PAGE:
Despite decent reviews, the 2023 shooter Immortals Of Aveum was an $85m sales disappointment. A new report places it into a broader industry context.
Pre-launch, things looked reasonably promising for Immortals Of Aveum, a novel-sounding first-person shooter which replaced guns and grenades with ballistic magic spells. Developed by Ascendant Studios – which comprised a number of veterans from the likes of Telltale and Sledgehammer – the game had real pedigree behind it, and its Unreal Engine 5-powered action looked impressively slick.
Immortals Of Aveum had the misfortune of coming out in a summer 2023 packed with big-name rivals, however, not least Bethesda’s eagerly-awaited sci-fi behemoth, Starfield. Even with some decent reviews behind it – not to mention an expensive marketing campaign bankrolled up by publisher EA – the shooter’s sales failed to meet expectations. Within weeks, around half of Ascendant’s staff had lost their jobs, with Immortals Of Aveum's slow sales cited as the catalyst.
A new report written by Rebekah Valentine at IGN, meanwhile, provides an inside perspective on what happened behind the scenes on that game, and places it in the wider context of an industry beset by layoffs and even studio closures over the past year.
According to an anonymous former staff member at Ascendant, Immortals Of Aveum’s budget was a startling $85m – which is a particularly high sum given that the game was an original property made by a new studio. EA’s marketing spend was also high – a reported $40m – which, inevitably, meant the game had to sell in greater numbers just to break even.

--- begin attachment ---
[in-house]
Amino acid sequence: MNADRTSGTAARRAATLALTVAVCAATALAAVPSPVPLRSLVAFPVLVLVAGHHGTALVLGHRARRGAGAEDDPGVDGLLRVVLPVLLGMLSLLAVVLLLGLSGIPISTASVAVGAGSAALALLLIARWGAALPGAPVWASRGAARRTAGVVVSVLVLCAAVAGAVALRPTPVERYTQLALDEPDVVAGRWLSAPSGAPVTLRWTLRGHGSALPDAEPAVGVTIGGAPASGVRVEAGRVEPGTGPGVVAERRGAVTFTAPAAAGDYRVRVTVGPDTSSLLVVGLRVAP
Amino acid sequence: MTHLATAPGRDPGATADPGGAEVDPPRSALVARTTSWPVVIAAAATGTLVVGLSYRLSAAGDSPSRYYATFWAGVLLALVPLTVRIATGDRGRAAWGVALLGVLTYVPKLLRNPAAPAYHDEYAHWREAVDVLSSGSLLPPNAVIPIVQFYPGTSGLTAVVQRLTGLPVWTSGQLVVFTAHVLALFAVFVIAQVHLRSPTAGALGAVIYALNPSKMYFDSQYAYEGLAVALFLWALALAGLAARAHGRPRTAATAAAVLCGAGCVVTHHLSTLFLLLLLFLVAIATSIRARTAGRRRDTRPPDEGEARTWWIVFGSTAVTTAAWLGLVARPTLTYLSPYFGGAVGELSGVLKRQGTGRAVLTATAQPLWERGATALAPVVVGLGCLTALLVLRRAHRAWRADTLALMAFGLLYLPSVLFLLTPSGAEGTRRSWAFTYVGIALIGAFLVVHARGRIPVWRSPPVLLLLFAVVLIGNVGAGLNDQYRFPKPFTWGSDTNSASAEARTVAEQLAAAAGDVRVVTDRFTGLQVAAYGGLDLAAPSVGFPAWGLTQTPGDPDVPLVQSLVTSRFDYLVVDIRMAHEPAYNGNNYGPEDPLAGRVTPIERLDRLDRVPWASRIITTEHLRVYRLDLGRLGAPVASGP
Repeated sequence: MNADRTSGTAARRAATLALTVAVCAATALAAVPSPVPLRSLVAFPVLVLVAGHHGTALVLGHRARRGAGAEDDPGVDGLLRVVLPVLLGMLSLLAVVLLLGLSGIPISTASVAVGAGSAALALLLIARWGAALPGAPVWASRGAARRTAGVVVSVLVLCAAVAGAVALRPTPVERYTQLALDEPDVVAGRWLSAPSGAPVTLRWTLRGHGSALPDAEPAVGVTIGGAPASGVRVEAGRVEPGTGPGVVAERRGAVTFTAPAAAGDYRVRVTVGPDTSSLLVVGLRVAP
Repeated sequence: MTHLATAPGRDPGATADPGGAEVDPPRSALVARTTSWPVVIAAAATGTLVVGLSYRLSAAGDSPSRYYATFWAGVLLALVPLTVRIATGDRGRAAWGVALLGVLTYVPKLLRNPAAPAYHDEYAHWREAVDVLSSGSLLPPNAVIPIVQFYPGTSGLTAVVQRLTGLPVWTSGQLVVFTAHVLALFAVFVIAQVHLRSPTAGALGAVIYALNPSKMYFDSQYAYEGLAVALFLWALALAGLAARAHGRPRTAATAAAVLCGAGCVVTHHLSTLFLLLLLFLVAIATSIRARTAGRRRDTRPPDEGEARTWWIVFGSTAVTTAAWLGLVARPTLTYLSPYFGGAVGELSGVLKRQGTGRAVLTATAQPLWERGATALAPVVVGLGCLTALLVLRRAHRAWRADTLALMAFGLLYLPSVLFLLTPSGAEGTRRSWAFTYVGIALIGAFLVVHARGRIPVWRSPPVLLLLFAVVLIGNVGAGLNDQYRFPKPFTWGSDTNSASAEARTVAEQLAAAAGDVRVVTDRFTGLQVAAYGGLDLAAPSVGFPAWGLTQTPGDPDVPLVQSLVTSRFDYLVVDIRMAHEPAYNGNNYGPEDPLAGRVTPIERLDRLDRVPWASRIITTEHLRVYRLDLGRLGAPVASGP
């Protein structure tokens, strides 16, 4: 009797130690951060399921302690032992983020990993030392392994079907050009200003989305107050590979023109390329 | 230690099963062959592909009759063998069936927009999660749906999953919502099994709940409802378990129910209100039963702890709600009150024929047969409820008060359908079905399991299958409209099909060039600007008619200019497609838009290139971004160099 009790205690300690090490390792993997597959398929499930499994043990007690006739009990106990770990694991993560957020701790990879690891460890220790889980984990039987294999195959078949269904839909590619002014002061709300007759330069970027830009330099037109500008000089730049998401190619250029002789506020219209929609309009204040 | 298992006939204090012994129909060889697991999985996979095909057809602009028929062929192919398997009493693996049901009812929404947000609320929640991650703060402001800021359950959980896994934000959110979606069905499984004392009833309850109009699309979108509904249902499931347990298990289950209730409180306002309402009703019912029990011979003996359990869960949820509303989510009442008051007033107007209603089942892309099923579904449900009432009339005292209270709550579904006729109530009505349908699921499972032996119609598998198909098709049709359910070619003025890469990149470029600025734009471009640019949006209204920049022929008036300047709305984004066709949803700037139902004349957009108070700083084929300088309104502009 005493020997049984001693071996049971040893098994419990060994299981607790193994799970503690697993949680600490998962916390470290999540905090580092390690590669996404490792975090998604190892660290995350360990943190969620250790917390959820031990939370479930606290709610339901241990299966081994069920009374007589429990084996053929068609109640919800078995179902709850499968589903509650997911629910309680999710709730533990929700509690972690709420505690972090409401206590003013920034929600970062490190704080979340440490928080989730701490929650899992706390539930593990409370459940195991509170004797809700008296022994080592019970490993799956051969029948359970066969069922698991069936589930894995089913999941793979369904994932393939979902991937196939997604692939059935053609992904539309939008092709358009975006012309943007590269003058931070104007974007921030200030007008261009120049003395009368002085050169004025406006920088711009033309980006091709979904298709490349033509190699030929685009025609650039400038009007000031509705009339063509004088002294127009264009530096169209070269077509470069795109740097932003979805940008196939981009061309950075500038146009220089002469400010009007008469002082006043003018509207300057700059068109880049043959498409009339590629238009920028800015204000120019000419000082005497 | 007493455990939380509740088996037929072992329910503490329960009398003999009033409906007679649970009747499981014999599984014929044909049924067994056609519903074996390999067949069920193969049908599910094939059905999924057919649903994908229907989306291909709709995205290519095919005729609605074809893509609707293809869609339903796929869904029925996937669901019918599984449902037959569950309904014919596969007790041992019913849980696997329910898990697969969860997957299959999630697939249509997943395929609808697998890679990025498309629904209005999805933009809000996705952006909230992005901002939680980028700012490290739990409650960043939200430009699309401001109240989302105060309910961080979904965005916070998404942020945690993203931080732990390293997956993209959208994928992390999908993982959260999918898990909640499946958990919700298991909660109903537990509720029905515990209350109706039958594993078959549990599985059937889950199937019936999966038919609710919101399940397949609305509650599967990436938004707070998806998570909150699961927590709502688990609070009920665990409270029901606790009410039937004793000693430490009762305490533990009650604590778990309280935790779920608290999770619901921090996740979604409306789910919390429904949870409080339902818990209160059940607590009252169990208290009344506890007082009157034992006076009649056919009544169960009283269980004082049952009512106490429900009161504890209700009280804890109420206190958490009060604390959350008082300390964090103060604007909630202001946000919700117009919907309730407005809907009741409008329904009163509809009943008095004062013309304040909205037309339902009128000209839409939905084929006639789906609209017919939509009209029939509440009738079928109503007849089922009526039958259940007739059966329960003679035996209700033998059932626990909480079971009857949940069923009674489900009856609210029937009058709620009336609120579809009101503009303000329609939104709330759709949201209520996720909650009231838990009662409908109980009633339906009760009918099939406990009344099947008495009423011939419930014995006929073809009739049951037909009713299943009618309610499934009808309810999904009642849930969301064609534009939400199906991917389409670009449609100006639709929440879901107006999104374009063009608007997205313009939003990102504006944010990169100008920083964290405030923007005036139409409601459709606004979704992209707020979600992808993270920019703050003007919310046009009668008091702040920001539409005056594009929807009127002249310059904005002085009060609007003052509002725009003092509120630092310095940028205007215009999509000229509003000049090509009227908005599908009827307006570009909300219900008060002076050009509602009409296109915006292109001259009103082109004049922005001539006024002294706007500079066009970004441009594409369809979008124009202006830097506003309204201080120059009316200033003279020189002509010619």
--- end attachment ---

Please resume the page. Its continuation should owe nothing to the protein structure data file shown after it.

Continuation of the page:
“At a high level, Immortals was massively overscoped for a studio’s debut project,” the employee told IGN. “The development cost was around $85 million, and I think EA kicked in $40 million for marketing and distribution. Sure, there was some serious talent on the development team, but trying to make a AAA single-player shooter in today’s market was a truly awful idea, especially since it was a new IP that was also trying to leverage Unreal Engine 5. What ended up launching was a bloated, repetitive campaign that was far too long.”
The game’s investors, it seemed, were dazzled by the talent at the studio, and eagerly pumped money into a game that project that may have benefited from being reigned in and treated more like a mid-budget single-A release rather than something that could compete with the likes of Starfield, Baldur’s Gate 3 and, to a lesser extent, Armored Core IV – all successful titles that launched around the same time as Immortals Of Aveum.
More broadly, IGN’s report depicts an increasingly competitive, volatile games industry in which development costs are soaring. And, as nervy investors begin to place their money elsewhere, studios are desperately cutting costs (and staff) in order to balance the books.
A report published in January predicted that the mass layoffs we saw in 2023 will only continue to escalate this year, with one industry insider suggesting that the turmoil could last into 2025. As one developer told IGN in its excellent report, “I’ve been in the industry for 15 years and I’ve never seen it this bad. Everyone is scared and waiting to see if their studio is going to be next.”